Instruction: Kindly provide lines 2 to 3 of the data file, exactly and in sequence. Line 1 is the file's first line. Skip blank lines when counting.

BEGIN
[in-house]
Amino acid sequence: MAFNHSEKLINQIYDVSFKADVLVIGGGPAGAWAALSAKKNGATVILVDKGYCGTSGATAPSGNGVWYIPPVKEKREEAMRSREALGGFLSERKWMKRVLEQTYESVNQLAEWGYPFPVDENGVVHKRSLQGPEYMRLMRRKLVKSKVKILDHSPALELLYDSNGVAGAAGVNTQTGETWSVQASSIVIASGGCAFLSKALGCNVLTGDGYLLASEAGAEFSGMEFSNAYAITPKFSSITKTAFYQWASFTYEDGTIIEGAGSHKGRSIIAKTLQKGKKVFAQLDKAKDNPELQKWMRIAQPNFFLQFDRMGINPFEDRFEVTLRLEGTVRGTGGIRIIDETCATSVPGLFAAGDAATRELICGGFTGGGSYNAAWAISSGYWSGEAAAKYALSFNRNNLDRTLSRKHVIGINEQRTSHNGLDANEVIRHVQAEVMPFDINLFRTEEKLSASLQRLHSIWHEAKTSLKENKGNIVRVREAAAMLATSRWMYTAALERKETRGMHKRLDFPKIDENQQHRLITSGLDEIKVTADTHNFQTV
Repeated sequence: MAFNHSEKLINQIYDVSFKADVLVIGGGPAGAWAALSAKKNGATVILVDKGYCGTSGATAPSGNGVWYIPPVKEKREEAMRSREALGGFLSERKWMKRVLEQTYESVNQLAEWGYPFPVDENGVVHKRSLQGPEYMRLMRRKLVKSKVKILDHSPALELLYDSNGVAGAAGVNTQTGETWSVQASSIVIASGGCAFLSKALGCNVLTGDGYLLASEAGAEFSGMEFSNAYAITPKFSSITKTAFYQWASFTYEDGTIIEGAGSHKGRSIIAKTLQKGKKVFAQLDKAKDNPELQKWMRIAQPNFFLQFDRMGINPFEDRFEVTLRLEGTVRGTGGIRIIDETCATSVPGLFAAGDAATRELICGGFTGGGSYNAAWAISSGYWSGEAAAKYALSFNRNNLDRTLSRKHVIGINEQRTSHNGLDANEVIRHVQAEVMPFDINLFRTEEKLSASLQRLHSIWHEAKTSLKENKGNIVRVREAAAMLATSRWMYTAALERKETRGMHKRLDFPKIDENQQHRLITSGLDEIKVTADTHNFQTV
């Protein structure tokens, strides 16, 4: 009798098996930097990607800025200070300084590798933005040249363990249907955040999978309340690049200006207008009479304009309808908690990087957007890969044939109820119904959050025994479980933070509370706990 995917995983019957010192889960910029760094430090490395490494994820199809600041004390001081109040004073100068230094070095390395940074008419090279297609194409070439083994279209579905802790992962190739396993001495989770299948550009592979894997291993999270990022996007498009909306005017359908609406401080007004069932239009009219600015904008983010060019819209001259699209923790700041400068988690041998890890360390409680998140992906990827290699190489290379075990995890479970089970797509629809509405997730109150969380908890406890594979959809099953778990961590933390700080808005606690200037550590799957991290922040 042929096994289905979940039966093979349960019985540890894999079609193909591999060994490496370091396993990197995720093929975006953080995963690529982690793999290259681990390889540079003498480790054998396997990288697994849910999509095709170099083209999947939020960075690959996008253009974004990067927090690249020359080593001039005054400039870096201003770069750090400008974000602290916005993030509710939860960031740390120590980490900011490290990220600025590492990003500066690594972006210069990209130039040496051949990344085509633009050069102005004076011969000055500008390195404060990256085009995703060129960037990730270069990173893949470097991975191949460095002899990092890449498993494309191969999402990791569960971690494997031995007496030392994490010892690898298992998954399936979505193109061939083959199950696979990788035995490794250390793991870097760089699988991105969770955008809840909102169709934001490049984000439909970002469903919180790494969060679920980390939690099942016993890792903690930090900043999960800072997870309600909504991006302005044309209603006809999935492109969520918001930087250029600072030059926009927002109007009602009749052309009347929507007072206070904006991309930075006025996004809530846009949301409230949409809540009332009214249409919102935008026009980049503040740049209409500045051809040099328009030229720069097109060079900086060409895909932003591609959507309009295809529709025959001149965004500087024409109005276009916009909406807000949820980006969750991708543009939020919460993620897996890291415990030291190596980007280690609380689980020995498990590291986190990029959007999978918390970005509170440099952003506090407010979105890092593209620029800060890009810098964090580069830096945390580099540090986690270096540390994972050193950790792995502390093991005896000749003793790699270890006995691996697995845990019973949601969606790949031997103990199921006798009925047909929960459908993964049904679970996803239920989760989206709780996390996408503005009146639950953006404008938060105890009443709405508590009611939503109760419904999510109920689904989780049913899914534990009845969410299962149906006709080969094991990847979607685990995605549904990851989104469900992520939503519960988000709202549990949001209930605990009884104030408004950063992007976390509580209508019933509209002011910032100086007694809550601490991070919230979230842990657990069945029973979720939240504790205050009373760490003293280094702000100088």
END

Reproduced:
Amino acid sequence: MAFNHSEKLINQIYDVSFKADVLVIGGGPAGAWAALSAKKNGATVILVDKGYCGTSGATAPSGNGVWYIPPVKEKREEAMRSREALGGFLSERKWMKRVLEQTYESVNQLAEWGYPFPVDENGVVHKRSLQGPEYMRLMRRKLVKSKVKILDHSPALELLYDSNGVAGAAGVNTQTGETWSVQASSIVIASGGCAFLSKALGCNVLTGDGYLLASEAGAEFSGMEFSNAYAITPKFSSITKTAFYQWASFTYEDGTIIEGAGSHKGRSIIAKTLQKGKKVFAQLDKAKDNPELQKWMRIAQPNFFLQFDRMGINPFEDRFEVTLRLEGTVRGTGGIRIIDETCATSVPGLFAAGDAATRELICGGFTGGGSYNAAWAISSGYWSGEAAAKYALSFNRNNLDRTLSRKHVIGINEQRTSHNGLDANEVIRHVQAEVMPFDINLFRTEEKLSASLQRLHSIWHEAKTSLKENKGNIVRVREAAAMLATSRWMYTAALERKETRGMHKRLDFPKIDENQQHRLITSGLDEIKVTADTHNFQTV
Repeated sequence: MAFNHSEKLINQIYDVSFKADVLVIGGGPAGAWAALSAKKNGATVILVDKGYCGTSGATAPSGNGVWYIPPVKEKREEAMRSREALGGFLSERKWMKRVLEQTYESVNQLAEWGYPFPVDENGVVHKRSLQGPEYMRLMRRKLVKSKVKILDHSPALELLYDSNGVAGAAGVNTQTGETWSVQASSIVIASGGCAFLSKALGCNVLTGDGYLLASEAGAEFSGMEFSNAYAITPKFSSITKTAFYQWASFTYEDGTIIEGAGSHKGRSIIAKTLQKGKKVFAQLDKAKDNPELQKWMRIAQPNFFLQFDRMGINPFEDRFEVTLRLEGTVRGTGGIRIIDETCATSVPGLFAAGDAATRELICGGFTGGGSYNAAWAISSGYWSGEAAAKYALSFNRNNLDRTLSRKHVIGINEQRTSHNGLDANEVIRHVQAEVMPFDINLFRTEEKLSASLQRLHSIWHEAKTSLKENKGNIVRVREAAAMLATSRWMYTAALERKETRGMHKRLDFPKIDENQQHRLITSGLDEIKVTADTHNFQTV